Without done() callback

    it('supports placeholder', function () {
      const $input = this.$('.frost-select input')
      expect($input.attr('placeholder')).to.eql('Select something already')
      return capture('placeholder')
    })

    With done() callback

    it('selects the hovered item when enter is pressed', function (done) {
      keyUp(dropDown, 40)
      keyUp(dropDown, 13)
     
      Ember.run.later(() => {
        let dropDownInput = this.$('.frost-select input')
        let value = dropDownInput.val()
        expect(value).to.eql(props.data[0].label)
        capture('Boston', done, { width: 1920, height: 1080, misMatchPercentageMargin: 5.00})
      })
    })

    Working with Mirage

    ember-cli-visual-acceptance makes api calls to it's own testem middleware. So in order for the tests to work you must have this.passthrough(), or list the paths explicitly in this.passthrough('/image','/passed','/fail','/report','/istargetbrowser','/should-assert') in your mirage config.js.

    Svg4everybody and <use> tags

    Currently there is no canvas support for svg <use> tags. As a result visual acceptance will produce a blank canvas in the place of those svgs.

    Ember-Frost-Core

    If your svgs are coming from ember-frost-core you can utilize the inline svg rendering config option in your tests/dummy/config/environment.js. If using visual acceptance in an integration test you must import the svg-use-polyfill instance initializer and run it beforeEach test. You can import the intializer via import {initialize as initializeSvgUse} from 'ember-frost-core/instance-initializers/svg-use-polyfill' and make use of it in the beforeEach hook by doing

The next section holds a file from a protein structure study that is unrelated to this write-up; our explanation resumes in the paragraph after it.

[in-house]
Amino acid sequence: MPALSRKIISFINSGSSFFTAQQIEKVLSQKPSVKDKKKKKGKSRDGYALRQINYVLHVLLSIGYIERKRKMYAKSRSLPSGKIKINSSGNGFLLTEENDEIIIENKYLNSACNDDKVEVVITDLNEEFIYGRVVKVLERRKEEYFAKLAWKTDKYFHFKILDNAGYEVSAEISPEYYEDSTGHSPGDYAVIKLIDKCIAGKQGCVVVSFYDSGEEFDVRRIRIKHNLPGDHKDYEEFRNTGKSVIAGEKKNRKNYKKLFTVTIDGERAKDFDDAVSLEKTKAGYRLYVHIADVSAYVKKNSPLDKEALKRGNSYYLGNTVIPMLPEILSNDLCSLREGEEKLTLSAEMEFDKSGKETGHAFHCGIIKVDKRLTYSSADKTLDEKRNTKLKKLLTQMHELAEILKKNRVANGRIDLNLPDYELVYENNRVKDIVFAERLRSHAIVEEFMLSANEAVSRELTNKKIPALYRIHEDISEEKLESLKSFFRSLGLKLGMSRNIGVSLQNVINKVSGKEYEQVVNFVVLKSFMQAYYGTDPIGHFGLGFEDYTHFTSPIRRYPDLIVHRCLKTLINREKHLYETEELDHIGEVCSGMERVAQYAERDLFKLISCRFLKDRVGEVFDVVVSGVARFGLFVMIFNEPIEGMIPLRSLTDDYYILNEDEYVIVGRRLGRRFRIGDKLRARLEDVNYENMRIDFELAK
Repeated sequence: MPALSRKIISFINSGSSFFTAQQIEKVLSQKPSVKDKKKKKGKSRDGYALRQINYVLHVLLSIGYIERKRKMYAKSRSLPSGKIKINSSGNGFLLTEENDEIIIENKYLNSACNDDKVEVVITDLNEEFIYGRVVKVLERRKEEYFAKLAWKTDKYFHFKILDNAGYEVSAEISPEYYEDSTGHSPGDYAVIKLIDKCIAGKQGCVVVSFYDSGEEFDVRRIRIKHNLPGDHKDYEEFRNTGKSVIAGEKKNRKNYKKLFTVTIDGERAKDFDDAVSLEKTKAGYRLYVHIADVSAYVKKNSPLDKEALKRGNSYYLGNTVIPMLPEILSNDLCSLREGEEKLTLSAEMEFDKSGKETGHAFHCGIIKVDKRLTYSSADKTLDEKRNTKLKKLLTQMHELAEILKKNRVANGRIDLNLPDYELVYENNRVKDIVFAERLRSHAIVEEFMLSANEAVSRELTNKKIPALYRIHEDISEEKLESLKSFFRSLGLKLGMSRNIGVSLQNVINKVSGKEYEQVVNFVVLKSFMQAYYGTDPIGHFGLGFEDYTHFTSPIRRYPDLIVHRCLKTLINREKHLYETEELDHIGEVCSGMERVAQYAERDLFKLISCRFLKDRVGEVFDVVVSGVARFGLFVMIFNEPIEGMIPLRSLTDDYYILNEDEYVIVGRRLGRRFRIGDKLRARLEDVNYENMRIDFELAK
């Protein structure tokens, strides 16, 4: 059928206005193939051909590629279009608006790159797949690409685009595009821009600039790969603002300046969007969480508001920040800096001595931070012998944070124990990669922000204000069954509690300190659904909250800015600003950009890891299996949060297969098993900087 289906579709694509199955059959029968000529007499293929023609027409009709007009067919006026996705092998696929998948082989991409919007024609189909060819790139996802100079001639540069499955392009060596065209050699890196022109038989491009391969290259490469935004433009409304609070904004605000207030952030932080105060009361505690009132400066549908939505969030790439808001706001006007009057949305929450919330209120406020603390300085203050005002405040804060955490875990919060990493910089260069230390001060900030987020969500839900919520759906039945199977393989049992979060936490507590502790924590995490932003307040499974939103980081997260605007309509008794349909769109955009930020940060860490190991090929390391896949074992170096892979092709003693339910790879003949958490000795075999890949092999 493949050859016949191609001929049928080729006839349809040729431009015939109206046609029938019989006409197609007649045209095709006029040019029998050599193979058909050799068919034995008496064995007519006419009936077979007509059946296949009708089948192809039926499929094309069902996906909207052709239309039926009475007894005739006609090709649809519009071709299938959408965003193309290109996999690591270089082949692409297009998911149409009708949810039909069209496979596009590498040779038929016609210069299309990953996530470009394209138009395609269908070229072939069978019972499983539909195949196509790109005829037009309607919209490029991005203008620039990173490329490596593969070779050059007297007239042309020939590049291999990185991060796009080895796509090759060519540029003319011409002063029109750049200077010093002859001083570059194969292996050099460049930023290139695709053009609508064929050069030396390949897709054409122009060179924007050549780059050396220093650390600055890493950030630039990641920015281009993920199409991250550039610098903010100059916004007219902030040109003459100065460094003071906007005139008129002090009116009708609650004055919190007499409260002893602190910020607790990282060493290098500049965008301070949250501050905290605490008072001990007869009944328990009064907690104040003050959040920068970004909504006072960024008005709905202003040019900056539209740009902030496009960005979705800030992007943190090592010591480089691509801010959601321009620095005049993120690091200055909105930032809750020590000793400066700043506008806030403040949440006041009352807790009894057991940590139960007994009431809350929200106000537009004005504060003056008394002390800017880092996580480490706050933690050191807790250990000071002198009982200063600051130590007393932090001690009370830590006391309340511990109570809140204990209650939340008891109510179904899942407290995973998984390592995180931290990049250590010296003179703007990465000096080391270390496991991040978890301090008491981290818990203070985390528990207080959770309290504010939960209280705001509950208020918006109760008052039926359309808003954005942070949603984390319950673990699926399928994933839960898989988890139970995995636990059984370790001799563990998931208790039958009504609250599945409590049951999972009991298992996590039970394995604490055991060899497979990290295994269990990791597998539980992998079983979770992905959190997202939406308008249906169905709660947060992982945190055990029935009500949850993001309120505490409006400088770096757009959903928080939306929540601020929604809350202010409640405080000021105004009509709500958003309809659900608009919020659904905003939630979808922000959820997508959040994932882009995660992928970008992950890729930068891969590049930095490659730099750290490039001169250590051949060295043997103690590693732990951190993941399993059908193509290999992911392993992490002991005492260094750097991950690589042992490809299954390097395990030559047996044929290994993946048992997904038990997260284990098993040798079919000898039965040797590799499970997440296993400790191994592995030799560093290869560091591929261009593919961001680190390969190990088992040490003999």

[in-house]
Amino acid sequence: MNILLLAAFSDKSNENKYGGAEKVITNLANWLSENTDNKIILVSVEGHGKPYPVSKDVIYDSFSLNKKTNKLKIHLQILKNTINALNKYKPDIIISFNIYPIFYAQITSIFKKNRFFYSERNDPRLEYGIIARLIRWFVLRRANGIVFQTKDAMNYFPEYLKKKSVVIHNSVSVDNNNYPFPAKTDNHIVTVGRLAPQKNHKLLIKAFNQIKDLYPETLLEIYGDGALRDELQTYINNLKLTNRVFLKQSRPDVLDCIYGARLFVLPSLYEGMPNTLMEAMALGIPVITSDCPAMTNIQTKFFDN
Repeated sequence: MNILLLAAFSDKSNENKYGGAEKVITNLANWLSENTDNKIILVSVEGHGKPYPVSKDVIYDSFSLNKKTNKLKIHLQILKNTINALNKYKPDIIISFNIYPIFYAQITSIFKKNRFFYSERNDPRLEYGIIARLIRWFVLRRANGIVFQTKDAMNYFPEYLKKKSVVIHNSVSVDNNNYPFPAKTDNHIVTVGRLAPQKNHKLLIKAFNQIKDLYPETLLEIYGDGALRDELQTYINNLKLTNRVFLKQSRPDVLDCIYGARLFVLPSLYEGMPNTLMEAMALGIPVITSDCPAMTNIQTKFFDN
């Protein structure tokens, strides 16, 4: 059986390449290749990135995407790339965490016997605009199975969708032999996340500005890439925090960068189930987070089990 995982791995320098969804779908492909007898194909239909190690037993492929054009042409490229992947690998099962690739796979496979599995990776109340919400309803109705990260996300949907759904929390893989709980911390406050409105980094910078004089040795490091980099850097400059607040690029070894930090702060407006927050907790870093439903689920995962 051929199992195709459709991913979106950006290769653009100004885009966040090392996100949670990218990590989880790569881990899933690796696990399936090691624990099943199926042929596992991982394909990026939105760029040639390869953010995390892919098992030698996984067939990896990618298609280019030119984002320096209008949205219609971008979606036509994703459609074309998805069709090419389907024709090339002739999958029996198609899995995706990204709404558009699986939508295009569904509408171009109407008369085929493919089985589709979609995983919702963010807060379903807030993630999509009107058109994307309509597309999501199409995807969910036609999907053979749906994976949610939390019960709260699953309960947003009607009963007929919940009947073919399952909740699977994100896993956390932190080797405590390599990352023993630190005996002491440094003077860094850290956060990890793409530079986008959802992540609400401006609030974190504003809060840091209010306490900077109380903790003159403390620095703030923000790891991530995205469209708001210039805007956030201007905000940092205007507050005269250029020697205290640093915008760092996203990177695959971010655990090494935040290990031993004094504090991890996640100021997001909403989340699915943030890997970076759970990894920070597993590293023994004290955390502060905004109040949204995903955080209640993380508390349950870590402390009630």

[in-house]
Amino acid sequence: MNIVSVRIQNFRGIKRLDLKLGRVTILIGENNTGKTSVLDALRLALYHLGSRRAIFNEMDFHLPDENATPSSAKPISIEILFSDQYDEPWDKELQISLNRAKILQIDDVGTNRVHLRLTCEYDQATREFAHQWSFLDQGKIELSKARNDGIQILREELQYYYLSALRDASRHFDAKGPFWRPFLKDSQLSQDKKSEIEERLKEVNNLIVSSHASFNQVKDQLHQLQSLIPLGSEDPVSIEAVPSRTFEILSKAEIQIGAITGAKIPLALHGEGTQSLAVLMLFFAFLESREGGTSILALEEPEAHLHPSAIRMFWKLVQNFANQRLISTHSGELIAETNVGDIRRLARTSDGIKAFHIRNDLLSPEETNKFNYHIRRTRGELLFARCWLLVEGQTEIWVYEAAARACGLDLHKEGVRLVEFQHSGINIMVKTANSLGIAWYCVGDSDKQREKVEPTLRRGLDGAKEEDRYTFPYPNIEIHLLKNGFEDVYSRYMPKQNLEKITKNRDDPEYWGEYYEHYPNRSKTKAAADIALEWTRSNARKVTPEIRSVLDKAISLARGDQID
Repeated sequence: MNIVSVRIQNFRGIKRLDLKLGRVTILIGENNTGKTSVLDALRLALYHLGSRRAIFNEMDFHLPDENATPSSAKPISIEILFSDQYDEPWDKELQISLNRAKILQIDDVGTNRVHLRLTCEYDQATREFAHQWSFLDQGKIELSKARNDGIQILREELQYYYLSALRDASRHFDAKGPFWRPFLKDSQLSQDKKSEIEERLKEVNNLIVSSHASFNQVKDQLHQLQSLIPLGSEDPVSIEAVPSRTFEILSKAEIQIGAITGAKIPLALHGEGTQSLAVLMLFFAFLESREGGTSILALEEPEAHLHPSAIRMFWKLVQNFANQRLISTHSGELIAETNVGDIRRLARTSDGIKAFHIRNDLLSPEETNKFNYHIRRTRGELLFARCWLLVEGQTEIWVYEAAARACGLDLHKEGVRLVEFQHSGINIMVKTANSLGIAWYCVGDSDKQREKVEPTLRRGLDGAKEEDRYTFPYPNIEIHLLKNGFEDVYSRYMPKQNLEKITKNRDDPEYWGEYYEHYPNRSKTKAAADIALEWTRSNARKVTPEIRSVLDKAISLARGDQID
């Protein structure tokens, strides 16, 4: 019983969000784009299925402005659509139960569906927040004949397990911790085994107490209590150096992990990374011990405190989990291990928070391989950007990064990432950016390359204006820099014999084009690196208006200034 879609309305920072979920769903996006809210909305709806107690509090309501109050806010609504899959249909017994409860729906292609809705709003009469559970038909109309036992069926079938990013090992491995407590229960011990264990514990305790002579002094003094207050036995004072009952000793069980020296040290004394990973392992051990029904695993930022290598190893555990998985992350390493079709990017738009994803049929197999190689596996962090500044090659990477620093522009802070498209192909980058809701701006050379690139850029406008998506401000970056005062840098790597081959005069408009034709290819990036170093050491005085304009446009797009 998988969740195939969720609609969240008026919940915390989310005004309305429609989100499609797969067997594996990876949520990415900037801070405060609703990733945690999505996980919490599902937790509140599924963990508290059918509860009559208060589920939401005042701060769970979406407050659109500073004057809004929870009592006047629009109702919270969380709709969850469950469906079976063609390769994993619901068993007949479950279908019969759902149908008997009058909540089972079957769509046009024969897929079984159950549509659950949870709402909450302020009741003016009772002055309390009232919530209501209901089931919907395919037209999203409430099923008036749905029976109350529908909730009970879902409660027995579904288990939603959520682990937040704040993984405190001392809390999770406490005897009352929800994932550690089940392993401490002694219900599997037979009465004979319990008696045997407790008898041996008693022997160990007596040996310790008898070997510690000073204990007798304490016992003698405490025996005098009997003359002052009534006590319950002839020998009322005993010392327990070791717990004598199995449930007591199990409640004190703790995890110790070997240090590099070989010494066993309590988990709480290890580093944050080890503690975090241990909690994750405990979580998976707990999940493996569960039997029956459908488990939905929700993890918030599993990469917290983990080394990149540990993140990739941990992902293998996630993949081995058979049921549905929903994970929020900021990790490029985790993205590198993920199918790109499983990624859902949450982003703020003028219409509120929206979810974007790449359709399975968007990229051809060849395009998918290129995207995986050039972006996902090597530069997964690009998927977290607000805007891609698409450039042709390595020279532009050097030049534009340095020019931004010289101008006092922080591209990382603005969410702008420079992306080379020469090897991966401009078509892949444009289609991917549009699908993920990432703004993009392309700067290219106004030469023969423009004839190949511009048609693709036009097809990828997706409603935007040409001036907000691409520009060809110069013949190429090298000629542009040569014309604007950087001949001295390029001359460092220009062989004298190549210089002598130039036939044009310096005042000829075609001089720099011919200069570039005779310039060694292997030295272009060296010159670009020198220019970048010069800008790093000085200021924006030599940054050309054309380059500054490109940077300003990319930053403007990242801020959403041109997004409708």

beforeEach(function () {
      initializeSvgUse()
    })

    Setting up Travis

    The details to setup Travis can be found here. Once complete visual-acceptance will be able to attach reports to your Pull Requests.

    Linting

    ESLint

    Add the below line to the top of your test file:

    /* global capture */

    as seen in the sample integration test.

    JSHint

    Add the below line to the top of your test file:

    /* globals capture */

    Keywords

    Install

    npm i ember-cli-visual-acceptance

    DownloadsWeekly Downloads

    1

    Version

    2.3.2

    License

    MIT

    Last publish

    Collaborators

    • ciena